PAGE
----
The Frontier of Expression: Russia and Central Asia
The Russian Supreme Court released data showing a steep decline in convictions for incitement to extremism under Article 282 of the Criminal Code. 27 persons were convicted in the first half of 2019 compared to 249 during the same period in 2018. Article 282 has long been abused to prosecute individuals critical of the government. Overall, there were 195 convictions under various anti-extremism laws in 2019, still a significant number but on track to be lower than the 731 convictions in 2018. Partial decriminalization of article 282 earlier this year is responsible for the decline. Regrettably, the positive news is overshadowed by a large number of prosecutions under the new law prohibiting insult of the government and public officials, as well as mass arrests of participants in summer protests in Moscow.
In September 2019, unidentified individuals leaked a sex-video involving a female human rights activist. She immediately filed a criminal complaint but earlier this week reported that the authorities have yet to even review it. Tajik human rights advocates believe that the activist was targeted in reprisal for her key role in opposing the government’s price hike for internet services. The activist seems to have been specifically targeted for the purposes of recording this video. She recalls that her partner in the video courted her extensively, but disappeared soon after the video was leaked. The video itself was recorded using a hidden camera and released with the man’s face blurred. Although the video has been taken down, the activist remains traumatized. Female human rights defenders, journalists and activist are particularly exposed to sex-based harassment. Khadija Ismayilova, a prominent journalist from Azerbaijan, another post-Soviet state, was also subject to a sex-tape smear campaign. In January 2019, the European Court of Human Rights held that the Azerbaijani authorities failed to investigate the origins of the covertly recorded sex video and threats that followed.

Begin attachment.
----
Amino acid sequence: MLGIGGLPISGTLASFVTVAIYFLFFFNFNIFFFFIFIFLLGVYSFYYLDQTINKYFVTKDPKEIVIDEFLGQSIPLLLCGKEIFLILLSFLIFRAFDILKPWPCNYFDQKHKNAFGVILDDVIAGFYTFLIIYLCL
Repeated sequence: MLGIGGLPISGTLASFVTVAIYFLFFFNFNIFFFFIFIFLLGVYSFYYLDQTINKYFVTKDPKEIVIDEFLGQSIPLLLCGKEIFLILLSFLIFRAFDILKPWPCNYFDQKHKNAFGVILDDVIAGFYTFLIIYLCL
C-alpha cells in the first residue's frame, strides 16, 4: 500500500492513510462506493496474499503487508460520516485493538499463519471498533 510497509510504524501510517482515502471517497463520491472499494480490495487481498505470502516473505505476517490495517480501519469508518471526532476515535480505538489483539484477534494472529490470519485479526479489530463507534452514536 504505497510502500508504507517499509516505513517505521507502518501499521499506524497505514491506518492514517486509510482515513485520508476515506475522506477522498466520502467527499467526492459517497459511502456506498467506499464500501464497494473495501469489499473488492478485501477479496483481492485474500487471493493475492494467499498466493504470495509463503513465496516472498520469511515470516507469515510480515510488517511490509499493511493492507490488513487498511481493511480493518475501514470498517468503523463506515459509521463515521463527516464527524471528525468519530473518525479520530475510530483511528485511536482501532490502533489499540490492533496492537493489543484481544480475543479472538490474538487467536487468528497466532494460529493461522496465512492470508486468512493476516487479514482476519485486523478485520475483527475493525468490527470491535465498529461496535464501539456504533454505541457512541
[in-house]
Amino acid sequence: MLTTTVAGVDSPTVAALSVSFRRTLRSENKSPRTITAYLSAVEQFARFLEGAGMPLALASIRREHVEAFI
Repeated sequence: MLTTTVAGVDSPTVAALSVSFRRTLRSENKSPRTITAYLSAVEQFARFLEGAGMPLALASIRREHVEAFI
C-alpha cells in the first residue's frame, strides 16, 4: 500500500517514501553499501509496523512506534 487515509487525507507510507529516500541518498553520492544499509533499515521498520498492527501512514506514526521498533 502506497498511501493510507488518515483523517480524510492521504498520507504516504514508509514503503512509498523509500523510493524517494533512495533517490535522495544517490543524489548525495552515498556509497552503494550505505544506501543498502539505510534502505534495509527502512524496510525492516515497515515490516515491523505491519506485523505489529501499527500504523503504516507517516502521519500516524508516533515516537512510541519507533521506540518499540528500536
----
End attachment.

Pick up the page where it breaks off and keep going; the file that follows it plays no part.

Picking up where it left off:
● China’s Surveillance State has Tens of Millions of New Targets. The October edition of the China Media Bulletin documents the rise of surveillance technologies and collection of personal data retention in China as well as the proliferation of those technologies to countries such as Brazil, Malaysia, Tanzania, Poland, and South Korea. The Bulletin concludes that “[g]iven the pace at which such dystopian tools of mass repression have proliferated within China, democratic actors should waste no time in halting their spread before they become a fact of life around the world.”
This newsletter is reproduced with the permission of Global Freedom of Expression. For an archive of previous newsletters, see here.